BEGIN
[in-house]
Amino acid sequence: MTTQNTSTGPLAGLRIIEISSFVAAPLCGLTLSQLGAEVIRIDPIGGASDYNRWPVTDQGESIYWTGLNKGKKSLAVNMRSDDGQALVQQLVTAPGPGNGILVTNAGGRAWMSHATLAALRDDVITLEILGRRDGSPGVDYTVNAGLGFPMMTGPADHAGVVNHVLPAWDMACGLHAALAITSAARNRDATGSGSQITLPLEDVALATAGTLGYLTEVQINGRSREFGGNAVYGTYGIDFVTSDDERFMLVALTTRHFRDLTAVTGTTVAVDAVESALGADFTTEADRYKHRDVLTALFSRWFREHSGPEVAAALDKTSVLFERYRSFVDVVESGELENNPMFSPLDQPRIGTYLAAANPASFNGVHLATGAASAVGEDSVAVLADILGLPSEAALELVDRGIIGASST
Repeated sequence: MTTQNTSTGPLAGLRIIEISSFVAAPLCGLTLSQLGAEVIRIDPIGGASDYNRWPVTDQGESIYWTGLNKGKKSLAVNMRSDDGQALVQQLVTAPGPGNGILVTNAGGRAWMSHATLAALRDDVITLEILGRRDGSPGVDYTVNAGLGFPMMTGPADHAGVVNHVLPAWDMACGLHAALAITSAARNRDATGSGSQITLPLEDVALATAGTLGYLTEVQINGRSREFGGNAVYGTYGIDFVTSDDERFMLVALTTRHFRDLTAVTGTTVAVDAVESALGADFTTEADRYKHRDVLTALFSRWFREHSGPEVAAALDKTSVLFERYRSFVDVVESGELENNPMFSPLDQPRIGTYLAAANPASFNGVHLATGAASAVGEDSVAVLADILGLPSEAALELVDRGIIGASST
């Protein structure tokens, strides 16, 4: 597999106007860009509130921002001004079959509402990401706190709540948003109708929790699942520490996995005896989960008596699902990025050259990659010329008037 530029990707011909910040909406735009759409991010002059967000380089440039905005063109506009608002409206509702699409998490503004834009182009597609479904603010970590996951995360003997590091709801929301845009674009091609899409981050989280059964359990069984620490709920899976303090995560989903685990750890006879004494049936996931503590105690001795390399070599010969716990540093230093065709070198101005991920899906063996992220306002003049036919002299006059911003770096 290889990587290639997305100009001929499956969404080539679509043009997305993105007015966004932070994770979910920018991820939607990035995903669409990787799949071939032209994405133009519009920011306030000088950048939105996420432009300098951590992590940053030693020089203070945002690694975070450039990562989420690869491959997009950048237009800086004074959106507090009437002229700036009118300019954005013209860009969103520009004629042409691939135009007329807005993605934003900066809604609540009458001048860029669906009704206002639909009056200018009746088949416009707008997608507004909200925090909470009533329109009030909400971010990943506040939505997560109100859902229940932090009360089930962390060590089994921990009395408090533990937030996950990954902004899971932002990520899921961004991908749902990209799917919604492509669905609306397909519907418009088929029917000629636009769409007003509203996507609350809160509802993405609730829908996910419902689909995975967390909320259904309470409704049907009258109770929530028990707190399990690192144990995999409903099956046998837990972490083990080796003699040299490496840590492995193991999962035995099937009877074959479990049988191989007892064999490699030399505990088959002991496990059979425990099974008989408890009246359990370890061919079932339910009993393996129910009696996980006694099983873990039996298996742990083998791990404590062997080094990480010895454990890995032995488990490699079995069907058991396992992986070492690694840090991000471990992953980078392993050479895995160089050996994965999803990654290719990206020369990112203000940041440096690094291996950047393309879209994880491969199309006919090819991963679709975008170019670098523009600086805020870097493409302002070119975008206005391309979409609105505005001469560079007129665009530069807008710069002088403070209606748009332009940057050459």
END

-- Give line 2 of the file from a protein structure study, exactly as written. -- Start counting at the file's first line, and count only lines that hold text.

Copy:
Amino acid sequence: MTTQNTSTGPLAGLRIIEISSFVAAPLCGLTLSQLGAEVIRIDPIGGASDYNRWPVTDQGESIYWTGLNKGKKSLAVNMRSDDGQALVQQLVTAPGPGNGILVTNAGGRAWMSHATLAALRDDVITLEILGRRDGSPGVDYTVNAGLGFPMMTGPADHAGVVNHVLPAWDMACGLHAALAITSAARNRDATGSGSQITLPLEDVALATAGTLGYLTEVQINGRSREFGGNAVYGTYGIDFVTSDDERFMLVALTTRHFRDLTAVTGTTVAVDAVESALGADFTTEADRYKHRDVLTALFSRWFREHSGPEVAAALDKTSVLFERYRSFVDVVESGELENNPMFSPLDQPRIGTYLAAANPASFNGVHLATGAASAVGEDSVAVLADILGLPSEAALELVDRGIIGASST